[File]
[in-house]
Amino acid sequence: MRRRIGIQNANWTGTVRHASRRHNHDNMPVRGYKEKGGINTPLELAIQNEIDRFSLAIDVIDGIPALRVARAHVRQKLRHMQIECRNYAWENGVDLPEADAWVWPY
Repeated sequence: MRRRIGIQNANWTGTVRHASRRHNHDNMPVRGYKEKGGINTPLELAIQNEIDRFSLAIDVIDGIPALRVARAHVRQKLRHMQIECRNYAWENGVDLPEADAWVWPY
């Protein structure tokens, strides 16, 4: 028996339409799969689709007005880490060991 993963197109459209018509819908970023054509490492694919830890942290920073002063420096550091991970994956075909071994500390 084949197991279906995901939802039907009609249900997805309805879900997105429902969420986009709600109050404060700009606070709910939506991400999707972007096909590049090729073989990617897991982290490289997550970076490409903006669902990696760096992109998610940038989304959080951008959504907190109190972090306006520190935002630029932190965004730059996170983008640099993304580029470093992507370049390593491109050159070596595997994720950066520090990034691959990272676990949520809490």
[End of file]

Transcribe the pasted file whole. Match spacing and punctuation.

[in-house]
Amino acid sequence: MRRRIGIQNANWTGTVRHASRRHNHDNMPVRGYKEKGGINTPLELAIQNEIDRFSLAIDVIDGIPALRVARAHVRQKLRHMQIECRNYAWENGVDLPEADAWVWPY
Repeated sequence: MRRRIGIQNANWTGTVRHASRRHNHDNMPVRGYKEKGGINTPLELAIQNEIDRFSLAIDVIDGIPALRVARAHVRQKLRHMQIECRNYAWENGVDLPEADAWVWPY
């Protein structure tokens, strides 16, 4: 028996339409799969689709007005880490060991 993963197109459209018509819908970023054509490492694919830890942290920073002063420096550091991970994956075909071994500390 084949197991279906995901939802039907009609249900997805309805879900997105429902969420986009709600109050404060700009606070709910939506991400999707972007096909590049090729073989990617897991982290490289997550970076490409903006669902990696760096992109998610940038989304959080951008959504907190109190972090306006520190935002630029932190965004730059996170983008640099993304580029470093992507370049390593491109050159070596595997994720950066520090990034691959990272676990949520809490």